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Adobe Illustrator can be used to accomplish many different design tasks, from illustration to app development. This course demonstrates core concepts and techniques that can be applied to any workflow—for print, the web, or building assets that will find their way into other applications. Author Justin Seeley explains the elements that make up vector graphics (paths, strokes, and fills) while showing how to use each of the drawing tools, and demonstrates how to combine and clean up paths and organize them into groups and layers. The course also covers text editing, working with color, effects, and much more.
Before creating your first swatch inside of Illustrator, it's important to understand the different settings for color that you're able to change prior to getting started with the document or even after you have open up a document, how to modify those settings after the fact. In this movie I'll be walking you through Illustrator's Color Settings panel and how to navigate it and exactly what everything means. In order to open up Illustrator's Color Settings dialog box, you need to go up to the Edit menu and go down and choose Color Settings, or you can simply use the keyboard shortcut Shift+Ctrl+K on the PC, Shift+Command+K on the Mac.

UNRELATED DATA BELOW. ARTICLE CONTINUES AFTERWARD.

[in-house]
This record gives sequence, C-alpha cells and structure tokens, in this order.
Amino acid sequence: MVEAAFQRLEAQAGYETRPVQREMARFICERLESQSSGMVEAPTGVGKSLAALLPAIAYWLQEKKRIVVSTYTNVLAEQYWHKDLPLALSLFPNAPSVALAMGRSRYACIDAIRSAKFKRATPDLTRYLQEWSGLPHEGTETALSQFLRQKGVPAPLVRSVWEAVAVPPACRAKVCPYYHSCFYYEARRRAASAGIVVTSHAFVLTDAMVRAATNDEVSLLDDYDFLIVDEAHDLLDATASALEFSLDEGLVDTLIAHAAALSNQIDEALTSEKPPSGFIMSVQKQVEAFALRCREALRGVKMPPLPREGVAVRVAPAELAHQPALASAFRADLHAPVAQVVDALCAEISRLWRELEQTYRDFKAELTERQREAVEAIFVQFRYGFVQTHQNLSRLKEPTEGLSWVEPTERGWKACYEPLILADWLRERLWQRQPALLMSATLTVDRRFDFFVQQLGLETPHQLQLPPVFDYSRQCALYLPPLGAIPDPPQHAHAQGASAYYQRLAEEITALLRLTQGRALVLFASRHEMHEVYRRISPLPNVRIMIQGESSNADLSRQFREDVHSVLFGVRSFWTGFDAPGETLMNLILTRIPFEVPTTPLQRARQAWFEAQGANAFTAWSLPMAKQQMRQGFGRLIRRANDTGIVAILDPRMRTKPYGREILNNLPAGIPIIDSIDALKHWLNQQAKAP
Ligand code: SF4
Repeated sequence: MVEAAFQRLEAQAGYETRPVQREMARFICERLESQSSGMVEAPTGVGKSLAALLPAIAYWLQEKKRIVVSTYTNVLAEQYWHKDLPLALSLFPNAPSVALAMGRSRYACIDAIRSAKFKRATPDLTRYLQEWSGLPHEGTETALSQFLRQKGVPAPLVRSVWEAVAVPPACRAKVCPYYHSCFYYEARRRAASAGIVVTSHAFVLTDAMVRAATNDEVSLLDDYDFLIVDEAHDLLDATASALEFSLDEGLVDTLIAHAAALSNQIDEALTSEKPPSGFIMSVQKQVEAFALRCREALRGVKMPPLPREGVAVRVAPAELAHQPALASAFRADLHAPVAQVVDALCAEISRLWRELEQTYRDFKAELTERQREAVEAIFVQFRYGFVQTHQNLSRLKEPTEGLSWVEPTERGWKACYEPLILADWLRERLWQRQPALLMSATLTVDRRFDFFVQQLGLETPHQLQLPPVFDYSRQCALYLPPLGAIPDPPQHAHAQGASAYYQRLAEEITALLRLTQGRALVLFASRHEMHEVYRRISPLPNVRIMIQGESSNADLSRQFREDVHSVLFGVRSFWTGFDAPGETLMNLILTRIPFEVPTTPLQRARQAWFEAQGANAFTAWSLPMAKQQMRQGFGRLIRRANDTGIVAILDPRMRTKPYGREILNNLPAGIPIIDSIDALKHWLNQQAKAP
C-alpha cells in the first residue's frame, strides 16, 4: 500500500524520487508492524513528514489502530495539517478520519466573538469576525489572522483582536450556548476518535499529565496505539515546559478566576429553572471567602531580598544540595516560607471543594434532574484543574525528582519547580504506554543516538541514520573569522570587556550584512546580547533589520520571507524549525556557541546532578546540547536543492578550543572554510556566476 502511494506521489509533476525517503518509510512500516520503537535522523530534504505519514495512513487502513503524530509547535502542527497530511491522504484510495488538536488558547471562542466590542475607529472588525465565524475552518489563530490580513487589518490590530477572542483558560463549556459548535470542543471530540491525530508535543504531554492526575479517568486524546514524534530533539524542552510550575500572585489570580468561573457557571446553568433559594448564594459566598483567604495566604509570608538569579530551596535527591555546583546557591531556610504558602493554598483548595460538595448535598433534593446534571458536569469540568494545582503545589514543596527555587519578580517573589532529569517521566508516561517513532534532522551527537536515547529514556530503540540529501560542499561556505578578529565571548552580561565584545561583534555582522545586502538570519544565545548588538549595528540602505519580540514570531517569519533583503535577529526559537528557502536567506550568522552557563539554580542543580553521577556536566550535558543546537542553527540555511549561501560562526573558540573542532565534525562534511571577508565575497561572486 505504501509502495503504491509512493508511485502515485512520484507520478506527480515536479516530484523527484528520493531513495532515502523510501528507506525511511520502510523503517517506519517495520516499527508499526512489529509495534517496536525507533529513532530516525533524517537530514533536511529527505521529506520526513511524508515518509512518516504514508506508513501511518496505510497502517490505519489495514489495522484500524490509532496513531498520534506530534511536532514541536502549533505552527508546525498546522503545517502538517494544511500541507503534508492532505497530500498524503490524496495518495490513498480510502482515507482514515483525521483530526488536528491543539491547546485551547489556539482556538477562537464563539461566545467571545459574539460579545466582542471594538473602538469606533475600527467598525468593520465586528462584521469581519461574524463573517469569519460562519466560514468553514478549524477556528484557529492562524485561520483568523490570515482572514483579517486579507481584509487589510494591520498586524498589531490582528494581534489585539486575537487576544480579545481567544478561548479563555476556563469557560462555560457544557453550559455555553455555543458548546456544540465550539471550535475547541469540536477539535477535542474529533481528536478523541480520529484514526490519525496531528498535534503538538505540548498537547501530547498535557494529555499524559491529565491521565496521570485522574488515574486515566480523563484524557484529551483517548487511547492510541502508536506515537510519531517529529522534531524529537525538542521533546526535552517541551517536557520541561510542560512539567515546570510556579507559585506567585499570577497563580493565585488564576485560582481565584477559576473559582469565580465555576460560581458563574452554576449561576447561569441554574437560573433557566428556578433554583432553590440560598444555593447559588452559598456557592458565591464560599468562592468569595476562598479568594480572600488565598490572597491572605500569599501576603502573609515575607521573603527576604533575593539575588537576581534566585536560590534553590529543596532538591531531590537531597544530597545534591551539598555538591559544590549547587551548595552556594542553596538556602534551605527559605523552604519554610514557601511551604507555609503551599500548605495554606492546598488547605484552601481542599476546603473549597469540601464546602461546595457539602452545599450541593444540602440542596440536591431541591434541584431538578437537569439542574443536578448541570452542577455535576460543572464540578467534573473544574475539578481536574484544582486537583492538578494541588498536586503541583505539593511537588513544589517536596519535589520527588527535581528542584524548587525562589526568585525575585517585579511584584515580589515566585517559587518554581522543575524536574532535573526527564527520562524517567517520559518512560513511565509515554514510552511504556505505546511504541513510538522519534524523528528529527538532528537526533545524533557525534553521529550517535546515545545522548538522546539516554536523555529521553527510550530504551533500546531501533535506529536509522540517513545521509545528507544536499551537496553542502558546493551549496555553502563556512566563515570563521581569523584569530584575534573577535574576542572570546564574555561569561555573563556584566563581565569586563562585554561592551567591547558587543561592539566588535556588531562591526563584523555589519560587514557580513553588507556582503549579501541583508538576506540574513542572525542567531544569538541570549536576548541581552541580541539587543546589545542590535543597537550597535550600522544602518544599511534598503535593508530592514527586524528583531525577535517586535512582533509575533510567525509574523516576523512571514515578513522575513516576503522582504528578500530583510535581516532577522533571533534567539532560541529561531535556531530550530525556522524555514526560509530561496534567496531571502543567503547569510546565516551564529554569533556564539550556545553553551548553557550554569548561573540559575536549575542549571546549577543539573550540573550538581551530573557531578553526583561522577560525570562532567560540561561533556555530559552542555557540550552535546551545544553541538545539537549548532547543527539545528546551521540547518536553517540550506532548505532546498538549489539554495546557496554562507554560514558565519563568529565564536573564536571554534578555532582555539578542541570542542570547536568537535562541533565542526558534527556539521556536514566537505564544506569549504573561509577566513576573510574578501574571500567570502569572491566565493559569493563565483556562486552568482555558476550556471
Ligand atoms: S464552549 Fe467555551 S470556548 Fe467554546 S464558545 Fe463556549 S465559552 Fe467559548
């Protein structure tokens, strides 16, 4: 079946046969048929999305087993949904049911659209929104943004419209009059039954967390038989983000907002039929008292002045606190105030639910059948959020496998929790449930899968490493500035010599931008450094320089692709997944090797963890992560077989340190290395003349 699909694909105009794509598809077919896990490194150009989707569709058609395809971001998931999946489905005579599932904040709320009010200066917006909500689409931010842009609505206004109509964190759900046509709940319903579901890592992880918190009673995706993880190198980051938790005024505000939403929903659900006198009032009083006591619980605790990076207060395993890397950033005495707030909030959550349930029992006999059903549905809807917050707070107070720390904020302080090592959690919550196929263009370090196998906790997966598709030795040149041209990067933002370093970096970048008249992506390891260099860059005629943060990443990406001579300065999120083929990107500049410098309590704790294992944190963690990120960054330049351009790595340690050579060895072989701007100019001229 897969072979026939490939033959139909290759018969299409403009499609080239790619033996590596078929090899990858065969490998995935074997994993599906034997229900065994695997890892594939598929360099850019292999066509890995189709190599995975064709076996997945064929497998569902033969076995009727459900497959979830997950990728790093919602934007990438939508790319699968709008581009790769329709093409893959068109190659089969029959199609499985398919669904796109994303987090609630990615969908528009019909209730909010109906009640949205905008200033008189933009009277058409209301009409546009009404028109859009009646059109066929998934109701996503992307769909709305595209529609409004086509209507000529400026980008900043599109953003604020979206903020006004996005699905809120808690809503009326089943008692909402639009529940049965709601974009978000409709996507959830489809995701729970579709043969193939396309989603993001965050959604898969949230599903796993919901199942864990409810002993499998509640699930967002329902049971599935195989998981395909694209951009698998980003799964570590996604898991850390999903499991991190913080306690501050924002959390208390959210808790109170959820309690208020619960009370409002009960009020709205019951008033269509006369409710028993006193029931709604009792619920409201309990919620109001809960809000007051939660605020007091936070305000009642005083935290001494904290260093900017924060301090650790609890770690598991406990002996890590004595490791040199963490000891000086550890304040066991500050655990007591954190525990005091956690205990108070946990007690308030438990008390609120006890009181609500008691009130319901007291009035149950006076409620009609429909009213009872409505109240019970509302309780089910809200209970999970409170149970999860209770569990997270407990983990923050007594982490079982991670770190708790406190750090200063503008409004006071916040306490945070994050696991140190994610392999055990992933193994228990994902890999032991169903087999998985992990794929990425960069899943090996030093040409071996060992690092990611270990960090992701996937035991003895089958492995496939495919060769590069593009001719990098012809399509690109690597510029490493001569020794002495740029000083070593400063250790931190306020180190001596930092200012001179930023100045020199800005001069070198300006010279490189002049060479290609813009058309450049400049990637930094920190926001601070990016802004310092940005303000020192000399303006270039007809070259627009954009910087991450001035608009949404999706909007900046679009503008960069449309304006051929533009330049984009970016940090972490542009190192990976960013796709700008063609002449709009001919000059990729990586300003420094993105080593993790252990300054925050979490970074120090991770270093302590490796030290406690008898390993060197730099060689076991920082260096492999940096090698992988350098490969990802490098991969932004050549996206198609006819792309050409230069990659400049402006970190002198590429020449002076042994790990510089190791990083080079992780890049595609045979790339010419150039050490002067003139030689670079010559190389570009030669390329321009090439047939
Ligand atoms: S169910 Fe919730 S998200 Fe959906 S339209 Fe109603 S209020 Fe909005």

Once you open that up, you are going to see that the Color Settings dialog box has a lot of information in it. It tells you at the top, For more information on color settings you can search for "setting up color management" in the Help document. The Help documentation on color is actually really good in Illustrator, so I recommend reading through that if you have the opportunity. At the top you'll be able to pick the Settings. In most cases, North American General Purpose 2 will be okay, but you may want to switch this, especially if you are doing a lot of print work to North American Prepress.